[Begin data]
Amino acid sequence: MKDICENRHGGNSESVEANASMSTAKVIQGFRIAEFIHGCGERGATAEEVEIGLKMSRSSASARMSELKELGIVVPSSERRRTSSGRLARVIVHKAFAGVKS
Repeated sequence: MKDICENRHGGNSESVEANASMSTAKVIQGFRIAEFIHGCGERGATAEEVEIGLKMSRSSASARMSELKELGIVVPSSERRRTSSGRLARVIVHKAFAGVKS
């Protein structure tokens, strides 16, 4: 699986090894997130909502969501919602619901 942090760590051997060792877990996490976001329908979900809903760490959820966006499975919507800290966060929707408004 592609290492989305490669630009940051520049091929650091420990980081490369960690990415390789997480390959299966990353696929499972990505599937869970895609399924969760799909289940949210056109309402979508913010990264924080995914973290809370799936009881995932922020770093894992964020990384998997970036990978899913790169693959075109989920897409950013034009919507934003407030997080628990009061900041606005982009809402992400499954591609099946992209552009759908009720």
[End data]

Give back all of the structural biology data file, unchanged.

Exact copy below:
Amino acid sequence: MKDICENRHGGNSESVEANASMSTAKVIQGFRIAEFIHGCGERGATAEEVEIGLKMSRSSASARMSELKELGIVVPSSERRRTSSGRLARVIVHKAFAGVKS
Repeated sequence: MKDICENRHGGNSESVEANASMSTAKVIQGFRIAEFIHGCGERGATAEEVEIGLKMSRSSASARMSELKELGIVVPSSERRRTSSGRLARVIVHKAFAGVKS
């Protein structure tokens, strides 16, 4: 699986090894997130909502969501919602619901 942090760590051997060792877990996490976001329908979900809903760490959820966006499975919507800290966060929707408004 592609290492989305490669630009940051520049091929650091420990980081490369960690990415390789997480390959299966990353696929499972990505599937869970895609399924969760799909289940949210056109309402979508913010990264924080995914973290809370799936009881995932922020770093894992964020990384998997970036990978899913790169693959075109989920897409950013034009919507934003407030997080628990009061900041606005982009809402992400499954591609099946992209552009759908009720």